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# reference letters

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reference letters [#permalink]

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05 Feb 2008, 23:51
anyone else feel bad for asking referees to write multiple letters?
seems like every school wants something different
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Re: reference letters [#permalink]

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06 Feb 2008, 09:08
Of course I felt bad. My manager is the GM for 400 people...he's rarely in the office and is always running around like a headless chicken. I knew how much time I was taking out of his day to write my rec.

I tried to make it as easy for them as possible--provide examples for every answer, be super organized, make sure they're clear on deadlines, etc. Basically do everything you can, short of writing the recommendation, to make it as easy as possible for your references to help you.
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Re: reference letters [#permalink]

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06 Feb 2008, 09:22
I agree with MBA. Just make it as easy as possible for them to write the letter. Hopefully, you pick people who truly want you to succeed and get into a B-school, so they will take the time to write a solid letter.

Plus I know when I'm older, I'll be writing recos and references. It's part of life!
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Re: reference letters [#permalink]

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06 Feb 2008, 09:30
You may want to have your recommender write a standard recommendation letter that you can use for every school that you're applying to. Please check these two links:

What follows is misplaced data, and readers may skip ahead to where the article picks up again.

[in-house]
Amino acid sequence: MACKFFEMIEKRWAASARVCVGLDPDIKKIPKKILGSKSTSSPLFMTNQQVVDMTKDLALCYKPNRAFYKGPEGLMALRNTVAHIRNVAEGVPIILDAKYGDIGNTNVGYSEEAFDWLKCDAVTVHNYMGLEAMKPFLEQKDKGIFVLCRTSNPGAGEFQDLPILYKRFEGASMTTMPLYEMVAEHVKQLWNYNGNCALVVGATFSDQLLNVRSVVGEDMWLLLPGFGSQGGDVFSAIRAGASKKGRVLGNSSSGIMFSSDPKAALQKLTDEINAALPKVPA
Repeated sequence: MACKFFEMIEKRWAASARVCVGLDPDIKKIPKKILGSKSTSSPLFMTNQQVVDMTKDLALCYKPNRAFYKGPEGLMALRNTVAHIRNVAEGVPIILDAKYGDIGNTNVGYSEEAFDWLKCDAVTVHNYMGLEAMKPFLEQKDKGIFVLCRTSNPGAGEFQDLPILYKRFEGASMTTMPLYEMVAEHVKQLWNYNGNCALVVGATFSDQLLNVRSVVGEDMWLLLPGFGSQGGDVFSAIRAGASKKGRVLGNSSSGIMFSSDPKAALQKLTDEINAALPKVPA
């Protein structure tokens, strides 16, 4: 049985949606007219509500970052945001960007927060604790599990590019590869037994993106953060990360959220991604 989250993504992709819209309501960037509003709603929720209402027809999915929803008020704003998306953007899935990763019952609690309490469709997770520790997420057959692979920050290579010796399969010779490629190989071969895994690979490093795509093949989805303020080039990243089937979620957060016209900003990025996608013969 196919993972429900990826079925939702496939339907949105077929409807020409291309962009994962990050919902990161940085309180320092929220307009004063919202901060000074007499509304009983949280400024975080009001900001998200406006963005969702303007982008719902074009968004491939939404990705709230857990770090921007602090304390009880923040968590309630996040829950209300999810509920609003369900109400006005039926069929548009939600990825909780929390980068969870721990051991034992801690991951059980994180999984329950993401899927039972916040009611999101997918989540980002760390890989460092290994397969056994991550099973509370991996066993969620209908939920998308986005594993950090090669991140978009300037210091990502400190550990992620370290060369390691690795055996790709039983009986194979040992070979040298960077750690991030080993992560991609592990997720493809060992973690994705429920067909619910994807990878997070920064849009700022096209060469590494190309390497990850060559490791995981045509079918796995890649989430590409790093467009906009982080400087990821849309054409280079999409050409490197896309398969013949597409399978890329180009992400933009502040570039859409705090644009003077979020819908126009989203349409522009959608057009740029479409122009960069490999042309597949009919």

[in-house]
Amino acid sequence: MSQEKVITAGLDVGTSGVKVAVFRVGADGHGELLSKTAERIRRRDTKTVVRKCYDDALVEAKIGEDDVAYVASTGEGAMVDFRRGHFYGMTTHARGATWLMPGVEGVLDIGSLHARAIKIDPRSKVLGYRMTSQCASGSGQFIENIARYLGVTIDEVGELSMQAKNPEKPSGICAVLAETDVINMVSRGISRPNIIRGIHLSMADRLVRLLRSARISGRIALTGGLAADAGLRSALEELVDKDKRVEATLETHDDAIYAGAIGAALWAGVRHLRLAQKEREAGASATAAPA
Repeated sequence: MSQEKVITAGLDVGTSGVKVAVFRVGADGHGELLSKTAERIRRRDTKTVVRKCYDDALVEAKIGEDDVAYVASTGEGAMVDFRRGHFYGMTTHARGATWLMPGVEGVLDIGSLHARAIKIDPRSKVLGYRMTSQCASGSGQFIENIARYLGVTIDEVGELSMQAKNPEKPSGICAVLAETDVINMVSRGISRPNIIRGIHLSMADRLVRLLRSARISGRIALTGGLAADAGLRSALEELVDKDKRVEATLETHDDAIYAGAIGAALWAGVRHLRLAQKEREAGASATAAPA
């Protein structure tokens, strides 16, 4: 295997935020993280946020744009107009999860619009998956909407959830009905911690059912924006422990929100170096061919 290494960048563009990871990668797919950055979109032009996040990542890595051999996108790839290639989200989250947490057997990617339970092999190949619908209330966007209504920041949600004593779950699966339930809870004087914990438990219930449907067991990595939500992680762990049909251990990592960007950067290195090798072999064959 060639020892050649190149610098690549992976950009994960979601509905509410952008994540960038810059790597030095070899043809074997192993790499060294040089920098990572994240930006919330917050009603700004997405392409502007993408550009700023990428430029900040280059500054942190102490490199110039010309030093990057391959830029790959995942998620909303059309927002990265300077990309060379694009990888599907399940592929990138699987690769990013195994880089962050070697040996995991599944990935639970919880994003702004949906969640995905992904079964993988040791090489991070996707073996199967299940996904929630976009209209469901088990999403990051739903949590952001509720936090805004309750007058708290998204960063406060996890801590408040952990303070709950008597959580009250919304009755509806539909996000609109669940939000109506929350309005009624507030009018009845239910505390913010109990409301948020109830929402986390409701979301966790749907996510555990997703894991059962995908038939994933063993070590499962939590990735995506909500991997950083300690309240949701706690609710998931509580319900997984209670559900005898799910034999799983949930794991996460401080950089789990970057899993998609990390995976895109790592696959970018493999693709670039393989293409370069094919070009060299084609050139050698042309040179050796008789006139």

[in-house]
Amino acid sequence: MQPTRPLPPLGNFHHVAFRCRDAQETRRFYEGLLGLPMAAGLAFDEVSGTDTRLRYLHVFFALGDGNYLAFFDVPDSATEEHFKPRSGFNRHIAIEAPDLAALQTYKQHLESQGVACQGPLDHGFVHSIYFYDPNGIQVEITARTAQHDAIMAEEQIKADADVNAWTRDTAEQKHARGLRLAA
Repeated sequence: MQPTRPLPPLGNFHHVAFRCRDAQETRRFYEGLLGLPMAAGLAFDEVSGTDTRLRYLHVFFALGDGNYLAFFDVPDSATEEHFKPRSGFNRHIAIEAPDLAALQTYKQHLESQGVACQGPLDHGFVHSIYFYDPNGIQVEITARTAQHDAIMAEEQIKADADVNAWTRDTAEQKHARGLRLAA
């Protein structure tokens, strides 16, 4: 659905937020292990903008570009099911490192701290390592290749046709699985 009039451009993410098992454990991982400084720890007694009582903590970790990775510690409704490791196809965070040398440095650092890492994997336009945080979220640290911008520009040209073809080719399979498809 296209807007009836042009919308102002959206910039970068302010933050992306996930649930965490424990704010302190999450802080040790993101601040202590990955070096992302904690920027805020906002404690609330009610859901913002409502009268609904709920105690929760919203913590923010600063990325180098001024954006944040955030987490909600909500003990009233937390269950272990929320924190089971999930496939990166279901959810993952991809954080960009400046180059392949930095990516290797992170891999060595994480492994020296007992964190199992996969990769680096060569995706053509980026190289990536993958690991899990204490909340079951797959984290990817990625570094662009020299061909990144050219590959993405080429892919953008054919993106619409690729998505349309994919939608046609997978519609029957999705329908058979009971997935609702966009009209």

http://www.mbaapplicant.com/recommendation_guide.htm

http://www.mbaapplicant.com/universal_r ... dation.htm

Cheers,

Lumone
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Re: reference letters [#permalink]

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06 Feb 2008, 14:12
yes, but I definitely did what mba2010 did, just "rhyme" style. Meaning, 40+ pages of my background, specific outlines for each question with multiple examples for them to choose from, coaching letter on what's important in a rec letter, etc...

I don't recommend my method to everyone, but in short, if you give them enough material to write a letter in just a couple of hours, it won't be too bad. I would also limit the number of letters to at most 5... unless that recommender is super gung-ho about writing letters for you.

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Re: reference letters [#permalink]

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06 Feb 2008, 14:24
kryzak wrote:
yes, but I definitely did what mba2010 did, just "rhyme" style. Meaning, 40+ pages of my background, specific outlines for each question with multiple examples for them to choose from, coaching letter on what's important in a rec letter, etc...

I don't recommend my method to everyone, but in short, if you give them enough material to write a letter in just a couple of hours, it won't be too bad. I would also limit the number of letters to at most 5... unless that recommender is super gung-ho about writing letters for you.